After Weld County leaders opposed a sweeping measure to reform regulation of the oil and gas industry in Colorado as it moved through the statehouse this year, they announced Wednesday they are starting a process to take advantage of the recently passed law’s provisions giving local governments more control over drilling siting.
Boulder County officials will be watching the rules their neighbors come up with, as the regulations are likely to contrast greatly from one side of the county line to the other.
“Given that what happens across the county line in Weld County can and does directly impact the residents of Boulder County, we will be closely following how Weld County implements (the new law), and they’ll assuredly be doing the same of us,” Boulder County Commissioner Elise Jones said in a statement.
While the state law, called SB 181 or Protect Public Welfare Oil And Gas Operations, allows cities and counties to control proposed placements of extraction equipment through granting the ability to enforce local zoning and land use codes as they pertain to drilling — an authority held almost exclusively by the state under previous law — it does not allow local governments to create less stringent regulations than the state’s.
State officials have also been tasked with updating industry regulations and enforcement methods by the law, such as air quality monitoring at oil and gas sites.
Boulder County-area fracking opponents who criticized the law for not going far enough to restrict drilling worried that greater local government control over well placement would result in cross-jurisdictional conflicts that could lead to drilling rigs lining city and county lines inside industry-friendly borders such as Weld where they could still reach underground into fracking-averse communities to drain minerals.
But state and Boulder County officials have argued the new law’s boosted air quality monitoring requirements and updates to forced pooling rules to make it harder for drilling operators to get a green light from the state to develop minerals of property owners who don’t consent to partaking in proposed extraction will help mitigate such regulatory contrasts between neighboring governments.
Already, there appears to be dozens of active oil and gas wells just east of the Boulder County line in Weld that are draining land up to the border, but none that reach across from the Weld side into Boulder territory. That could change, though, should the operator 8 North’s projects, which would bring 52 wells just east of the county line to drain almost exclusively Boulder County lands, prevail in lawsuits Boulder County has filed in hopes of stopping the drilling.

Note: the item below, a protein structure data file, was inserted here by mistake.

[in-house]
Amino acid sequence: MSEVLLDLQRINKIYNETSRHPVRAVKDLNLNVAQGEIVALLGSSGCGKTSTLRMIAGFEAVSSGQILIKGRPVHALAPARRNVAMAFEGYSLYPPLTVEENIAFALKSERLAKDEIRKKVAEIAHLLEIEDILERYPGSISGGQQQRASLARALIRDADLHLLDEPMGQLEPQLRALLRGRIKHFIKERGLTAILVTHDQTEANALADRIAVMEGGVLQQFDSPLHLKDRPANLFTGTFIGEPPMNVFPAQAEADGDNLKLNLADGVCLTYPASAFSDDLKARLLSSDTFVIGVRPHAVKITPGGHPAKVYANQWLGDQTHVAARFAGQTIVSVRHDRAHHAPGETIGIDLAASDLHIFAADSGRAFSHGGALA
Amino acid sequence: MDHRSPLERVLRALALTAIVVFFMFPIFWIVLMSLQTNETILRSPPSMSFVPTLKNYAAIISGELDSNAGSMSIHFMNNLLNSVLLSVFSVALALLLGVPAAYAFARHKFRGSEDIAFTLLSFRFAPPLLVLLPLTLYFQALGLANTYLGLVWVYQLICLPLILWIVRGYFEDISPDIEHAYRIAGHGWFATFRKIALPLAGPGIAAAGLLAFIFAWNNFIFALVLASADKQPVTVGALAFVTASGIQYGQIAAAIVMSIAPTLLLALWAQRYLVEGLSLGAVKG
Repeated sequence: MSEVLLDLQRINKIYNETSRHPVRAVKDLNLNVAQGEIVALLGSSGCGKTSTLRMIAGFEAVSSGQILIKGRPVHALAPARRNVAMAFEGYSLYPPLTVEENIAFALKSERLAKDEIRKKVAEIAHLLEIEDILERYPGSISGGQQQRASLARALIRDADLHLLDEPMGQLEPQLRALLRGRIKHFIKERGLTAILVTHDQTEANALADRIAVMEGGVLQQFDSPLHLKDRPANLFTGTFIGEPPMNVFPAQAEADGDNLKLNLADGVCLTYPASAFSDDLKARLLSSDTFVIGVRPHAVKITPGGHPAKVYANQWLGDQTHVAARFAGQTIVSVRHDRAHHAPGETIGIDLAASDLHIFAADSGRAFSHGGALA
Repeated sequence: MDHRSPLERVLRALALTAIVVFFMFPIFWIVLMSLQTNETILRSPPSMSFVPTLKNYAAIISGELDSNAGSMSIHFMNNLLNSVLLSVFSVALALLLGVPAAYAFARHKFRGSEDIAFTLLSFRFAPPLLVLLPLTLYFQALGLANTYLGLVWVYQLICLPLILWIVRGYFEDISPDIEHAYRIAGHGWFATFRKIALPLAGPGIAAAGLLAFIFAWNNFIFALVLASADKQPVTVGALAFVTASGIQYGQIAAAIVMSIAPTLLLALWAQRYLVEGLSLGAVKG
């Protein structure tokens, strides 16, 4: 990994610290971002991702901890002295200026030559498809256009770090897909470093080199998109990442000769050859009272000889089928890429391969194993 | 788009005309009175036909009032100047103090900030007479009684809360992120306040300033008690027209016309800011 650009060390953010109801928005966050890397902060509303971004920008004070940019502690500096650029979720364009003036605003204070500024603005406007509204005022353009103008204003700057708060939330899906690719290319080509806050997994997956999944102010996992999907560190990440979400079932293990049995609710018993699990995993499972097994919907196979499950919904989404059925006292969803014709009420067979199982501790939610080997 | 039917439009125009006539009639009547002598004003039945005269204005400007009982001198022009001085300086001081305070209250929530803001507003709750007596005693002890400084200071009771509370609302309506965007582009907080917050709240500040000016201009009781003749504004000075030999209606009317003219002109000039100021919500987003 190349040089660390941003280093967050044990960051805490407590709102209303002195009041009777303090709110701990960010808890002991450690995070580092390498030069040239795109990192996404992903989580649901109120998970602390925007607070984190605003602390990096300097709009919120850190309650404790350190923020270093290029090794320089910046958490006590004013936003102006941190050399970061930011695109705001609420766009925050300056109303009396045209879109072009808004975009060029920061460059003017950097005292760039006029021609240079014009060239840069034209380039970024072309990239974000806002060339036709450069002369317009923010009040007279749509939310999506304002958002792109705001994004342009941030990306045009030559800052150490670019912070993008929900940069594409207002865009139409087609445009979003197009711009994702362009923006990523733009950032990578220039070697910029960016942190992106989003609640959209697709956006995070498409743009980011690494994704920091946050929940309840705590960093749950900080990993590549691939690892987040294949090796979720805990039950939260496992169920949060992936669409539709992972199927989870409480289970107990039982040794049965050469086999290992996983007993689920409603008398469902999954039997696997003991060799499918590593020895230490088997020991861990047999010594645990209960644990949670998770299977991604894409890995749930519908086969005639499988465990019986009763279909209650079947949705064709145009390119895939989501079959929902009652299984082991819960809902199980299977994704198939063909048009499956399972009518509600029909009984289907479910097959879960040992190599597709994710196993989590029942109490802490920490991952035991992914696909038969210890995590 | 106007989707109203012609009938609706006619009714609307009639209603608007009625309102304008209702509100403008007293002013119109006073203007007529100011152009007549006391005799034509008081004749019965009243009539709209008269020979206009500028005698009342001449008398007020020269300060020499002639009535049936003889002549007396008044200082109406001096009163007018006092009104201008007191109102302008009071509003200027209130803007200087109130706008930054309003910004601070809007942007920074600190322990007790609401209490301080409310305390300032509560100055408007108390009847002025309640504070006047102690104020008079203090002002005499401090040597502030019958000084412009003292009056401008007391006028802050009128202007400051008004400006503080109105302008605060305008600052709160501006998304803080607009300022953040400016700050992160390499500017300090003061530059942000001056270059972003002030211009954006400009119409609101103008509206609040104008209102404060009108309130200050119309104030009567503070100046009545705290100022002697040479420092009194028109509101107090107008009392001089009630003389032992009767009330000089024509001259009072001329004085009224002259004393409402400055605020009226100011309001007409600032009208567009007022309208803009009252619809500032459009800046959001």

“SB 181 was designed to protect public health, safety and welfare and the environment by establishing minimum standards that will apply to everyone across the state, as well as allowing local governments to regulate oil and gas operations in a reasonable manner,” Boulder County Chief Planner Kim Sanchez said. “These changes should be beneficial to people in Boulder County and Weld County, and we intend to do everyone on our side to protect the public’s welfare.”
Weld County Commissioners on Wednesday set in motion a process to formally designate unincorporated Weld an “oil and gas local control county,” a news release said.
They directed county staff to set a June 10 hearing to consider the designation, at which public comment will be welcome, the release said.
“All through the legislative process, the public was told Senate Bill 181 would give control to local governments,” Weld County Commissioner Pro-Tem Mike Freeman stated in the release.
Weld officials have lamented in news reports the new state law prevents local governments from using more lax siting rules than the state.
“The resolution passed today is the first step to ensure our future and a robust economy,” Freeman stated. We are taking control back from the state, as they have outlined in SB 181, and are defining clearly for the public and the industry that Weld intends on utilizing the tools, laws and policies afforded to us to maintain the working relationship we have had with the energy industry to the benefit of our oil and gas families and local small businesses.”
Boulder County plans to use the expanded local government control differently.
“Boulder County will continue to enforce its regulations, which have been made stronger by SB 181, and will be an active participant in upcoming rule-makings at the Colorado Oil and Gas Conservation Commission and the Air Quality Control Commission,” Boulder County Commissioners wrote in a joint statement last month. “The county will use the new local government authority provided by SB 181 to protect Boulder County residents, visitors and ecosystems to the full extent provided by law.”